Cobalt malware was documented exploiting the 17-year-old CVE-2017-11882 vulnerability via spam just a few days after researchers noted a similar spam campaign exploiting RTF documents.
Microsoft only recently patched the memory corruption vulnerability that exists in its Office software when the program fails to properly handle objects in memory. The flaw could allow an attacker to run arbitrary code.
Shortly after the vulnerability was announced, threat actors weaponized the flaw to deliver a malware using a component from a Cobalt Strike penetration testing tool, according to a Nov. 27 Fortinet blog post. The malware is spread via a spam campaign posing as a notification from Visa about rule changes in its payWave service in Russia and is contained in a malicious RTF document attachment.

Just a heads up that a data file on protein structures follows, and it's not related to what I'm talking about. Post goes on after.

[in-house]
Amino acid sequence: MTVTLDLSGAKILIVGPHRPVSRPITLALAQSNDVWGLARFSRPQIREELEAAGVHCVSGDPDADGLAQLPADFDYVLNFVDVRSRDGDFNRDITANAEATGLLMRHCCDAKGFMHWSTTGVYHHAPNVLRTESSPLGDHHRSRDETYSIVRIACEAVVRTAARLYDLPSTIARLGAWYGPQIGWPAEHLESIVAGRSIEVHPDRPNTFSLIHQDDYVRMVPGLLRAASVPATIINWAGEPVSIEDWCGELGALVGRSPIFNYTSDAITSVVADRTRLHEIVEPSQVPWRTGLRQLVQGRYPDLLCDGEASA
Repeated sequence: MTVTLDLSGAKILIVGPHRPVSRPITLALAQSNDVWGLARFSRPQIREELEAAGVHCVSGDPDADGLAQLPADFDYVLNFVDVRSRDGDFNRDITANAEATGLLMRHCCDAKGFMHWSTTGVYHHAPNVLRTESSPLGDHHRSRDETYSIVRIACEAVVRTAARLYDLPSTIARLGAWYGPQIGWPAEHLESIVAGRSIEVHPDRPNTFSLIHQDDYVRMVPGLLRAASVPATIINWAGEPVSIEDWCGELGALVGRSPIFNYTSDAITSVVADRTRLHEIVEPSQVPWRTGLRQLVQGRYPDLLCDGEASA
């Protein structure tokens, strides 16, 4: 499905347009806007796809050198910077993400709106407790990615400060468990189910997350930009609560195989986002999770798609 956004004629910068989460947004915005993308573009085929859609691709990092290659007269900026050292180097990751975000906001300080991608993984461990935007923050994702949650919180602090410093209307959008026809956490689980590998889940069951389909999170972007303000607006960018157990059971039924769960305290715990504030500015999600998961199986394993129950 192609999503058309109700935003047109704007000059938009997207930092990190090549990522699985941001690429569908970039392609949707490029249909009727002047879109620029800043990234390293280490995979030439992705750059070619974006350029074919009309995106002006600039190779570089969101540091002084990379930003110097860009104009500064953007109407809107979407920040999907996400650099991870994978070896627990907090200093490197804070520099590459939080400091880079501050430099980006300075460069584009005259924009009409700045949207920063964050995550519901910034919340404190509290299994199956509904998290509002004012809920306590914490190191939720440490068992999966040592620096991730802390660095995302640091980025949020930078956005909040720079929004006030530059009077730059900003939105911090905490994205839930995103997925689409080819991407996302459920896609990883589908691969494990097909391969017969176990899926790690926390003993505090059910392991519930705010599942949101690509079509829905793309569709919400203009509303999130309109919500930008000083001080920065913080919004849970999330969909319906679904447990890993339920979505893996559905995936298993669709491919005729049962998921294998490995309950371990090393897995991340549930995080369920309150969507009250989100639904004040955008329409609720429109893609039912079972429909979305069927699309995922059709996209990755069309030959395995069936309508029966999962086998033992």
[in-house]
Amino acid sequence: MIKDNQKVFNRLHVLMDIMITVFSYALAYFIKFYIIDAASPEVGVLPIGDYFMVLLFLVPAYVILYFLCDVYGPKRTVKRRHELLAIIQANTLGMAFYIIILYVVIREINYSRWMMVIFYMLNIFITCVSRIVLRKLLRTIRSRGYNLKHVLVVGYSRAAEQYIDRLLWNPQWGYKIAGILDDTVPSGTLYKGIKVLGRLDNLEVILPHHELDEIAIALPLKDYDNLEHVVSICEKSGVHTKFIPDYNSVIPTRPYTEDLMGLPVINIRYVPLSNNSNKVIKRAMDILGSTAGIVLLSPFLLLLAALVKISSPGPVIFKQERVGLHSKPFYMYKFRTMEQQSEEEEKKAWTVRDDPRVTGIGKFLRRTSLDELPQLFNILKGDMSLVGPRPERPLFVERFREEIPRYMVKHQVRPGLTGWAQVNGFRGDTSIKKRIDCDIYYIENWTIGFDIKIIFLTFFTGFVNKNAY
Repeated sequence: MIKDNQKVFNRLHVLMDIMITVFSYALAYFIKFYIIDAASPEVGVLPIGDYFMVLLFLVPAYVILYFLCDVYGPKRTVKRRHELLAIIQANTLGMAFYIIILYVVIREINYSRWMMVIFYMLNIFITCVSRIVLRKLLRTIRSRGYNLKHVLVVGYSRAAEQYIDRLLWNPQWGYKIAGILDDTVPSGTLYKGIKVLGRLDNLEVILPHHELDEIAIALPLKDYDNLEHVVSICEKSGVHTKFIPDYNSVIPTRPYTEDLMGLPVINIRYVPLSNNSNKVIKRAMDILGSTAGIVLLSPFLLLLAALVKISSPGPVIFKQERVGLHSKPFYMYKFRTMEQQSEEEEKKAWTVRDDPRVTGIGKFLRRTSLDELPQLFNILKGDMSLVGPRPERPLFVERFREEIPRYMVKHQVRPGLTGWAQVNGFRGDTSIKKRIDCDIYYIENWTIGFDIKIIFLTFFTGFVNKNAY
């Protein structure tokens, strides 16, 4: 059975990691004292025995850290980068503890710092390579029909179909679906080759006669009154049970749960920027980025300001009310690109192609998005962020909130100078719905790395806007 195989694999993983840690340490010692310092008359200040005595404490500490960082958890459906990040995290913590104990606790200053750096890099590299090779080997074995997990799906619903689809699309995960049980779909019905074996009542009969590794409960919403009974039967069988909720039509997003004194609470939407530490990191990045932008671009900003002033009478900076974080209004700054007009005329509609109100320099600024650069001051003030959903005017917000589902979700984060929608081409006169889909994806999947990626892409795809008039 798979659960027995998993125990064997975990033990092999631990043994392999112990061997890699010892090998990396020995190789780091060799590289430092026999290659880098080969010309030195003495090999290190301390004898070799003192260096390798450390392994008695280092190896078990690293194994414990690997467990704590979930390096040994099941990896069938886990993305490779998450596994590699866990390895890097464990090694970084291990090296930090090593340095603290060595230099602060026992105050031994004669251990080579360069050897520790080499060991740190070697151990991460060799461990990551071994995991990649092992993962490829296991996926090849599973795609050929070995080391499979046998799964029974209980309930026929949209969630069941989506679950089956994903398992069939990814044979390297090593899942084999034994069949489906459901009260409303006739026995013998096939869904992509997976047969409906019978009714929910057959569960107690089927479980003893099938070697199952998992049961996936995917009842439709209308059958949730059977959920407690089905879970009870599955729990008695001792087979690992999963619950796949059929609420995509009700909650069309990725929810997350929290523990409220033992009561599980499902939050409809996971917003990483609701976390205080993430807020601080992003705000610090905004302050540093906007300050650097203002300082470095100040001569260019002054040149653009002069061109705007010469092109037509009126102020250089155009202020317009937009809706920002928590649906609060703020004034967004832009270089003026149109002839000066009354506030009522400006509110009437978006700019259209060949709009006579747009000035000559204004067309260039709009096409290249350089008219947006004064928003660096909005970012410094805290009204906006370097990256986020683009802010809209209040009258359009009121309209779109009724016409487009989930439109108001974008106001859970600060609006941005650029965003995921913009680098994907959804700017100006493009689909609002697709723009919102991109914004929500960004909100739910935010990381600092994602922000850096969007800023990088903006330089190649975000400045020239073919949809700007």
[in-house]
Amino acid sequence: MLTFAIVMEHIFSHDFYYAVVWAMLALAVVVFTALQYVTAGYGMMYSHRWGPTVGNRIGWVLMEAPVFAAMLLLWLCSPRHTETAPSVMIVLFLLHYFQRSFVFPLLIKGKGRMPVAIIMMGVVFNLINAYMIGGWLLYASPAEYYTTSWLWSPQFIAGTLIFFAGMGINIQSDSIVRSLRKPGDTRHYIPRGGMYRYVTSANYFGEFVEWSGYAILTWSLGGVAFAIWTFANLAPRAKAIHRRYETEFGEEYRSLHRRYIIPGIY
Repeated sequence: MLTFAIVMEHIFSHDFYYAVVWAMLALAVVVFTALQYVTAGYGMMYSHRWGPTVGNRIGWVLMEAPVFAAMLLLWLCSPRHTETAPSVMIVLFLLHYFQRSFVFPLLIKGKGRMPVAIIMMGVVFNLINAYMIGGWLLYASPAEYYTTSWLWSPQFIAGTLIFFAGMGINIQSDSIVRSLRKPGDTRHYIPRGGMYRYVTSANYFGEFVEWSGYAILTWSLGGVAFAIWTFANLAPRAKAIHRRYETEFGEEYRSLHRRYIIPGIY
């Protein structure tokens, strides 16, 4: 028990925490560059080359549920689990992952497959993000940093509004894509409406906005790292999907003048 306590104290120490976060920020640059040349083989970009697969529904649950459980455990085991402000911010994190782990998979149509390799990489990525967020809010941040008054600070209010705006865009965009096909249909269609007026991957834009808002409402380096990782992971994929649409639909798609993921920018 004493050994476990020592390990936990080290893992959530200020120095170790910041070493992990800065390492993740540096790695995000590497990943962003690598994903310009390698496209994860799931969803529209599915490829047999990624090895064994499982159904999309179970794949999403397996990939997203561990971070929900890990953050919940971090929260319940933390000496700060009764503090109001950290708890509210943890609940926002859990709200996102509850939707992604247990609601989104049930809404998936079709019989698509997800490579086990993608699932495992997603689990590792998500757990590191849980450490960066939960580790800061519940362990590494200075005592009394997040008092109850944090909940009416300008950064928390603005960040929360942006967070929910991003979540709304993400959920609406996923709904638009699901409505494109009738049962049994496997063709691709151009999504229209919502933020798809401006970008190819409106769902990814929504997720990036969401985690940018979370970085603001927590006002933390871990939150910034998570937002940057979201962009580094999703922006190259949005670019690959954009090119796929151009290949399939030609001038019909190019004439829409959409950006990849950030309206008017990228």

“Once the document is opened, the user is presented with a plain document,” researchers said in the post. “However, in the background a PowerShell script is already being spawned that will eventually download a Cobalt Strike client to take control of the victim's system.”
The cybercriminals behind the attack were able to load Cobalt Strike's module without the need to write it as a physical file but instead by using the trusted Microsoft Windows tools to run client-side scripts, which can be overlooked by traditional anti-virus products.
Users are urged to update their systems as soon as possible to avoid infection.